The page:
March 13 (Reuters) – The 27-year-olds making the mistakes
change but the flaws in the incentives and risk models at the
heart of the global financial system remain basically unchanged.
Calling them ‘mistakes’ is charitable, as they are actually
systematic and predictable exploitation of loopholes by
employees without sufficient skin in the very risky game they
Here is the game, as it was played in 2008 and as it is
being played now: work for a financial firm, sell insurance
against an event the probability of which, while rare, is
underestimated by your firms’ models. Sit back, collect the
premiums, appear to be “beating the market”, and be paid
accordingly. If the rare event does happen, and it likely will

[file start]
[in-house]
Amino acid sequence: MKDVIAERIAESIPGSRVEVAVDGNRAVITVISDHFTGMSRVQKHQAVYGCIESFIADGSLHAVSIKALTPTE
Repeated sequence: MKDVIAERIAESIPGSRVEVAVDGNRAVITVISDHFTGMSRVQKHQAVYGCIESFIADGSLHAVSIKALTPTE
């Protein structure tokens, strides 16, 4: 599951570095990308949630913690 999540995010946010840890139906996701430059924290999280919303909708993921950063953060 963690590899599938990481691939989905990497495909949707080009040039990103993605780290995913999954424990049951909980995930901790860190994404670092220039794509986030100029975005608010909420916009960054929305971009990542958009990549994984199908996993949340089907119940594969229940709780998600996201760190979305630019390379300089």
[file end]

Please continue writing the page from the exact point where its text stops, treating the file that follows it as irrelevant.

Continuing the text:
before your firm has been fully compensated, off you go with
your pay, leaving investors and regulators to clean up the mess.
If you think that model is all in the past, get a load of
what billionaire hedge fund manager Kyle Bass has been buying
from banks which ought to know better.
Bass, speaking at a forum last week at the University of
Chicago’s Booth School of Business, detailed how he has been
making large bets with banks, at very cheap prices, which will
only pay off if Japan’s creditworthiness disintegrates
disastrously within a year of when the wagers were made.